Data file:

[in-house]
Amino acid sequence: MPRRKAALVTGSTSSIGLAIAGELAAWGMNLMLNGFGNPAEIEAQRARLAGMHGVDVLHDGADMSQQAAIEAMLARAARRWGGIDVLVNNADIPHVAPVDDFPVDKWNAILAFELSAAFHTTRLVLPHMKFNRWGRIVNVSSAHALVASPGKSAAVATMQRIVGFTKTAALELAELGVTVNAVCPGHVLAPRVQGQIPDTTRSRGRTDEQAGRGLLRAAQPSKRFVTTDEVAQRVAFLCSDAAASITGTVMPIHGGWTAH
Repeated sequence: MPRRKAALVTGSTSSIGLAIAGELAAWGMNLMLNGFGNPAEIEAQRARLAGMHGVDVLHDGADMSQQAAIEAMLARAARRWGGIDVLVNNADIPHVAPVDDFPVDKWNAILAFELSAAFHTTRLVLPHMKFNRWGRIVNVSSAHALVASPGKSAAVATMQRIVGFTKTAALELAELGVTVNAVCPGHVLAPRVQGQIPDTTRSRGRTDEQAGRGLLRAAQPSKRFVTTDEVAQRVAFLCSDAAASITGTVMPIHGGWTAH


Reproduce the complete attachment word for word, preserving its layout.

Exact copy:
[in-house]
Amino acid sequence: MPRRKAALVTGSTSSIGLAIAGELAAWGMNLMLNGFGNPAEIEAQRARLAGMHGVDVLHDGADMSQQAAIEAMLARAARRWGGIDVLVNNADIPHVAPVDDFPVDKWNAILAFELSAAFHTTRLVLPHMKFNRWGRIVNVSSAHALVASPGKSAAVATMQRIVGFTKTAALELAELGVTVNAVCPGHVLAPRVQGQIPDTTRSRGRTDEQAGRGLLRAAQPSKRFVTTDEVAQRVAFLCSDAAASITGTVMPIHGGWTAH
Repeated sequence: MPRRKAALVTGSTSSIGLAIAGELAAWGMNLMLNGFGNPAEIEAQRARLAGMHGVDVLHDGADMSQQAAIEAMLARAARRWGGIDVLVNNADIPHVAPVDDFPVDKWNAILAFELSAAFHTTRLVLPHMKFNRWGRIVNVSSAHALVASPGKSAAVATMQRIVGFTKTAALELAELGVTVNAVCPGHVLAPRVQGQIPDTTRSRGRTDEQAGRGLLRAAQPSKRFVTTDEVAQRVAFLCSDAAASITGTVMPIHGGWTAH